Review: Shadowdream – Part Of The Infinity

Nordsturm Productions, 2008


1) Anticyclonic Storm Of Jupiter – The Great Red Spot
2) A Trip Through The Neptune Clouds
3) Inside The Caves Of Mars
4) The Great Dark Spot
5) Unknown Circles Of Venus
6) Uranus Winter Solstice
7) Planetary Rings Of Saturn
8) Comets Flew Beyond Pluto’s Horizon

I’m often told that everyone’s paying attention to the best-known acts in the dark ambient scene, while the underground remains unexplored, with hidden gems all over. Well, this time, I’ve decided to descend into the aforementioned and see what it has to offer. Mind you, I’ve been a bit biased about my choice, as I’ve picked the project of a countrymate (and friend), namely Rastko Perisic and his project Shadowdream, a formerly black metal band that turned ambient in the meantime – with this very album.

Now, from what Ive just said, one might conclude that this album will radiate bleak ambience all over, due to its roots in black metal, but in fact, it has nothing to do with the project’s tumultuous past at all. Note how I haven’t even said that the album is dark ambient – I just said ambient. Not that there isn’t a dark vibe to it, but the overall ambience simply wouldn’t account for the term dark, as it’s heavily reliant on MIDI samples and peaceful drones to achieve its atmosphere. The cover and title of the album clearly state the lyrical topic that one can find here, but it needs to be said that this isn’t really as revealing as one might think – don’t expect this to sound like Gustaf Hildebrand, for instance. While there’s definitely a feeling of deep space exploration to this record, it’s more reminiscent of an early astronomer looking through a telescope and discovering new, distant worlds visually, than an actual space voyage. In short, you’re much more likely to feel as if you were in Galileo’s observatory back in the day, than aboard a high-tech spaceship. The numerous neoclassical elements, however hidden at first glance, add significantly to this feeling.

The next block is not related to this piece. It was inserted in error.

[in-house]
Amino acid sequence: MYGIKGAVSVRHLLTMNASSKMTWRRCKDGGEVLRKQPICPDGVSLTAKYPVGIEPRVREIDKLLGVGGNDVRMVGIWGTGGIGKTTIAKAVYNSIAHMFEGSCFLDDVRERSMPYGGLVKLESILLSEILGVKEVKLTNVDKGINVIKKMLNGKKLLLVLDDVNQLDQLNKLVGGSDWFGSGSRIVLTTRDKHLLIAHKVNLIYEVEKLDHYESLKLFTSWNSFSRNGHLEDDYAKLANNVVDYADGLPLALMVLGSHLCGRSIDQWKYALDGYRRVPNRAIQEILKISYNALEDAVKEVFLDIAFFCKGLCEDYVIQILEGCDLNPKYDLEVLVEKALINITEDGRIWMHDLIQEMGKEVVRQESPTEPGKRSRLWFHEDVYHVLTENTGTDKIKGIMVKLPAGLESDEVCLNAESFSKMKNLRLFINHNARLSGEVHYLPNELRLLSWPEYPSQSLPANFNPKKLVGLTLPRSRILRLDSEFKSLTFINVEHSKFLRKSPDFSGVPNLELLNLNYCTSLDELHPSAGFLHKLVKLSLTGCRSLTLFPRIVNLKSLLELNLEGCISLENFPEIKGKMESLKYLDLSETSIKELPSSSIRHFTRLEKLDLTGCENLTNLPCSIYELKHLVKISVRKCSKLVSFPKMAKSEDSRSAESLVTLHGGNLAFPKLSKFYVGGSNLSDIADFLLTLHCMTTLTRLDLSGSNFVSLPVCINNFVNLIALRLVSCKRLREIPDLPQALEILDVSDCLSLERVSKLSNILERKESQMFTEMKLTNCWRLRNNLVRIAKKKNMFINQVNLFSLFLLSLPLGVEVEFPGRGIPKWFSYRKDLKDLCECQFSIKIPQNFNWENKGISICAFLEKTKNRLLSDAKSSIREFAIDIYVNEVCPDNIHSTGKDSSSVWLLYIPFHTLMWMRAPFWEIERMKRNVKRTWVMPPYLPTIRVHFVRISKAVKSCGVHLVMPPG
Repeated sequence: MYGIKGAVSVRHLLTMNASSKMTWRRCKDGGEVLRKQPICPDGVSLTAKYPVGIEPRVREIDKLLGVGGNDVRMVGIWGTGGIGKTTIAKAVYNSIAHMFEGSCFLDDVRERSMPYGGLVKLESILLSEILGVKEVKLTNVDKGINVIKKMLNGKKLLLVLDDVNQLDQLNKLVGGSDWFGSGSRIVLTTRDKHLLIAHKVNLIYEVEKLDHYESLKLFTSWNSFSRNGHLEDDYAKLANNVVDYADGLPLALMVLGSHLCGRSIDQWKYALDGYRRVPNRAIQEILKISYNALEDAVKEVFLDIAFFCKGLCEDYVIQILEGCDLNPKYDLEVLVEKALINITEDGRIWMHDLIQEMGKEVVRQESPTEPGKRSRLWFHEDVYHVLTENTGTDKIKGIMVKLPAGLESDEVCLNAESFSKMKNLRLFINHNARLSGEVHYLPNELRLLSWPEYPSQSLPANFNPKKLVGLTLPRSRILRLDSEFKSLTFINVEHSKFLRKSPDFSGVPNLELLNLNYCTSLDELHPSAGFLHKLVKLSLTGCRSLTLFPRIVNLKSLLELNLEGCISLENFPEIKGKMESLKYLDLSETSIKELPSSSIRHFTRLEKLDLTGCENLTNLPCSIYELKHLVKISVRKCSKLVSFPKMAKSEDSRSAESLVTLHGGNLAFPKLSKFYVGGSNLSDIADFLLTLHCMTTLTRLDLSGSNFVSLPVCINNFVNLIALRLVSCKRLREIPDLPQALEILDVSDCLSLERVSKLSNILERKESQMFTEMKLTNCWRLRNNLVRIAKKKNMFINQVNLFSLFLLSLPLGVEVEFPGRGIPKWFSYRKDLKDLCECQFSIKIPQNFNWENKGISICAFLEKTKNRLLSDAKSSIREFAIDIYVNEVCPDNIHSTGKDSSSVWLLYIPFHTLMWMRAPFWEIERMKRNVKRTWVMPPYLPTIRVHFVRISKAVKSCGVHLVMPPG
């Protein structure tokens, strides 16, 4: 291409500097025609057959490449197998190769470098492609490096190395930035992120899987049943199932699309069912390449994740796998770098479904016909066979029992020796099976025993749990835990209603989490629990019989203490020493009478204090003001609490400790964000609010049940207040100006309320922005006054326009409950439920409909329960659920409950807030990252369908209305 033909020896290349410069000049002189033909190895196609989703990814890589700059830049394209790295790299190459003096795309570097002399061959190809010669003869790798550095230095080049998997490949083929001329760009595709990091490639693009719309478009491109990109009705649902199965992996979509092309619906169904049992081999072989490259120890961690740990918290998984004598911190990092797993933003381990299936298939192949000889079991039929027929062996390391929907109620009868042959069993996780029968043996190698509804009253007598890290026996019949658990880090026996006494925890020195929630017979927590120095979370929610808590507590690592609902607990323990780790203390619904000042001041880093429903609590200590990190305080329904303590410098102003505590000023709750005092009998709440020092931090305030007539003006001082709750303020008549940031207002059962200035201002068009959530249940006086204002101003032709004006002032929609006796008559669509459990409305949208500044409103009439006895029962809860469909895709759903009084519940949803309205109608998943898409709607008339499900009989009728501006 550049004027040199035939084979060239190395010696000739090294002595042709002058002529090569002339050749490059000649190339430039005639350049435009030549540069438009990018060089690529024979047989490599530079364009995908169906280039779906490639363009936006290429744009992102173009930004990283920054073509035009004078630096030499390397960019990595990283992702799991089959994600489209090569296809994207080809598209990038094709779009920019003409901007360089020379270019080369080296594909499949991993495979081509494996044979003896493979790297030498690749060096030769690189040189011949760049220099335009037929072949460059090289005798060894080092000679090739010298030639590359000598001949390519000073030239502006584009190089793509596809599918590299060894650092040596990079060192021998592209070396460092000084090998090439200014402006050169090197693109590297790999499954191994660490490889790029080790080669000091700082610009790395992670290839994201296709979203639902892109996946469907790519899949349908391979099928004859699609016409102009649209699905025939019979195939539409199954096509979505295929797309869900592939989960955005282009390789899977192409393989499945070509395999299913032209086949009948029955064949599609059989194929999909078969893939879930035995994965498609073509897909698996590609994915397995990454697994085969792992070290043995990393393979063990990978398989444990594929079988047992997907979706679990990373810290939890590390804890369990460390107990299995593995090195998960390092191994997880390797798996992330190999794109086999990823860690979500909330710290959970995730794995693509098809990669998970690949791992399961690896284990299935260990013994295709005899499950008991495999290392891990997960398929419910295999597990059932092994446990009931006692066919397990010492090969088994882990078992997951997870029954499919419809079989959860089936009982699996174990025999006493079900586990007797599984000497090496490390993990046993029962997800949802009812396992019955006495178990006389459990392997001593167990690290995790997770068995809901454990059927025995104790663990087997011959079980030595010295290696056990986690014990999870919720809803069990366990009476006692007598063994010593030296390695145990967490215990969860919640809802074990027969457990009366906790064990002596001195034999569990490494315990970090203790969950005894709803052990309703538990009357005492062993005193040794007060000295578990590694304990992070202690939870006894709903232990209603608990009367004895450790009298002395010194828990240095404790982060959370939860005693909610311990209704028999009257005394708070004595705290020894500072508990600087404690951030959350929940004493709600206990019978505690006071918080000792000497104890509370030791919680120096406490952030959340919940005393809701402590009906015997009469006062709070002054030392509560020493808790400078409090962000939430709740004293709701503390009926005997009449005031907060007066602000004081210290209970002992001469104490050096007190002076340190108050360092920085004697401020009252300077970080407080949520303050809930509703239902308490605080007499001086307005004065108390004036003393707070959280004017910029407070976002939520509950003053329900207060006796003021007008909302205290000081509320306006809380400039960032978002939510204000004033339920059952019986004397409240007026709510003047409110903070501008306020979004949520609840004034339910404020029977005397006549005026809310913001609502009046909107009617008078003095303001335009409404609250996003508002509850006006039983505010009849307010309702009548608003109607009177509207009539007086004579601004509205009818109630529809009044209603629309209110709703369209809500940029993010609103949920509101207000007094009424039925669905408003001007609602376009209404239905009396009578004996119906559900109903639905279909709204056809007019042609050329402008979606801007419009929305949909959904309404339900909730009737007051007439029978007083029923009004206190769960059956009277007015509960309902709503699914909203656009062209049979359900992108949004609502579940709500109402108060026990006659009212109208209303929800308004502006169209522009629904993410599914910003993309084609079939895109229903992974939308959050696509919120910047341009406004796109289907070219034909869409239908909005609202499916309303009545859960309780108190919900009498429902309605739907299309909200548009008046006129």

“Part Of The Infinity” lacks the very same thing that Galileo’s telescope did, however – subtlety. The compositions feel somewhat rushed, without sufficient time used to let them develop, and then just droning on and on for too long. It’s not a question of ideas, but of balance, the very same thing that separates truly high-class acts from all others. The use of MIDI samples is too obvious, as you can hear exactly where the loops start over, whereas the high end is too prominent in the mix, which gets a bit annoying when youre already 5-6 minutes into the song – exactly the opposite effect of what one should strive for with this sort of music. All this makes it impossible for the album to really grab you and suck you into its atmosphere; the listener remains too aware of the fact that he’s actually listening to something, and not experiencing something.

The genius and effort invested into this piece of work are as clear as a bell, but so is the relative inexperience of the composer. The album has all components of a high-quality work, but they just seem to have been assembled somewhat awkwardly. There are excellent ideas flowing throughout the album, and these are aplenty, but the final product just feels a bit too unpolished to be considered truly remarkable. That being said, whether you should check this album out depends on whether you’d be willing to try to enjoy a product made in an anonymous Chinese factory. It can be just as good, really, as long as you’re willing to compromise.


Official Shadowdream website
Shadowdream @ MySpace

Buy CD via Amazon.com